This post addresses the legal remedies available to individuals who expose fraud perpetrated by companies against the government.
In 2013, the Florida False Claims Act was substantially amended to conform with the federal counterpart, the False Claims Act. The Acts permit private individuals to bring lawsuits, also known as “qui tam” lawsuits, in the name of the government against companies that have defrauded the government. Generally speaking, lawsuits brought pursuant to the Acts cannot be based on information that is widely known to the government or the public. In other words, the private individuals bringing the lawsuits must generally be considered the original source of the information that exposes the fraud, although there are exceptions depending on the place of the public disclosure.
Under the Florida False Claims Act, it is unlawful for companies that do business with the government to knowingly:
- Submit false or fraudulent claims for payment to the government.
- Make or use false records to support false or fraudulent claims to the government.
- Make or use false records to change an obligation to pay money to the government.
- Conceal, or improperly avoid or decrease, an obligation to pay money to the government.
Private individuals, also known as whistleblowers or relators, who successfully prove that companies have defrauded the government may share in the damages recovered in the lawsuit. The damages for violation of the Florida False Claims Act may be substantial. The damages include a penalty equal to three (3) times the amount of damages, and a statutory fine of $5,500 to $11,000 per violation.
A specific procedure must be followed in order for a private individual to pursue a lawsuit under the Florida False Claims Act. The government is first provided with an opportunity to take over the lawsuit, and if it does not elect to take over the lawsuit, the private individual may continue the case on his or her own. Under Florida law, if the government takes over the lawsuit, the whistleblower may recover at least 15% but not more than 25% of the damages recovered. If the government does not take over the lawsuit, the whistleblower may recover between 25% and 30% of the damages recovered.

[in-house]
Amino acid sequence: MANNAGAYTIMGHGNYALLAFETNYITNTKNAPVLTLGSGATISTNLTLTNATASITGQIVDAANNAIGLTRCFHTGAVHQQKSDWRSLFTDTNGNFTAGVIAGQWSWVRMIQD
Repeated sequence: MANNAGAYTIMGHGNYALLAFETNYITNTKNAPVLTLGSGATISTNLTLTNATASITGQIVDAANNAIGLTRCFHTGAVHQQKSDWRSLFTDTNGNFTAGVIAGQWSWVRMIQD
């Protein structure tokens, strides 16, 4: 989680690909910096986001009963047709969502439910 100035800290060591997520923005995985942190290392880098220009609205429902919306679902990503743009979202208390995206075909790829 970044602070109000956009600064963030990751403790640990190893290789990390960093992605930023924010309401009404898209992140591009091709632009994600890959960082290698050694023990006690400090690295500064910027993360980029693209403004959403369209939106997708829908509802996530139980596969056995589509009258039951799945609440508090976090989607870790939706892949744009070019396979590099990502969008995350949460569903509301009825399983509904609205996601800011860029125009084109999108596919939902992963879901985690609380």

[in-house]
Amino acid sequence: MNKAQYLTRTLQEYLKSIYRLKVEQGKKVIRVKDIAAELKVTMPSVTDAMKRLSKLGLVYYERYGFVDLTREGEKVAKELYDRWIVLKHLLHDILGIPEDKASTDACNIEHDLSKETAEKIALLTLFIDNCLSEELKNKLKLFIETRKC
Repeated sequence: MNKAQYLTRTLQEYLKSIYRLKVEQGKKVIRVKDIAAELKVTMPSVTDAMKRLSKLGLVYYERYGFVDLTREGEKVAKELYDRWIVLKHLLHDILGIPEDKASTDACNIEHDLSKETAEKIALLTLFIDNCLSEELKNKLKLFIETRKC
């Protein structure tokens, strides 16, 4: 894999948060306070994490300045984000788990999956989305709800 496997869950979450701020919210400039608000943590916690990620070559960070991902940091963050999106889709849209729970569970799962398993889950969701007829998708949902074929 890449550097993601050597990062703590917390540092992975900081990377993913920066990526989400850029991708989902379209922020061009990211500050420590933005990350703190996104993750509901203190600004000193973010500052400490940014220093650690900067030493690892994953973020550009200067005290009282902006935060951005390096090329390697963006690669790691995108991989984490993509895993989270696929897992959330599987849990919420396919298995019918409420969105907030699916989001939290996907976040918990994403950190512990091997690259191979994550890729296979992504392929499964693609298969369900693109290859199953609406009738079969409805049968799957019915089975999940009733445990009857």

Some of the common types of fraud against the government:
- General contractors who submit bogus claims for payment to the government on all types of construction projects, such as buildings, roads, and parks.
- Subcontractors who submit bogus claims for payment to general contractors hired by the government on all types of construction projects.
- Businesses who submit overly inflated claims for payment to the government for products and services used by the government.
- Business who purposely underpay obligations owed to the government.
Notably, the 2013 amendments to the Florida False Claims Act now allow whistleblowers to seek recovery on behalf any instrumentality of Florida state government (i.e., departments, divisions, bureaus, districts, agencies, etc.). Whistleblowers can also seek recovery on behalf of Florida counties and local municipalities that have been defrauded by businesses.
Please contact Ewusiak Law, P.A. for more information.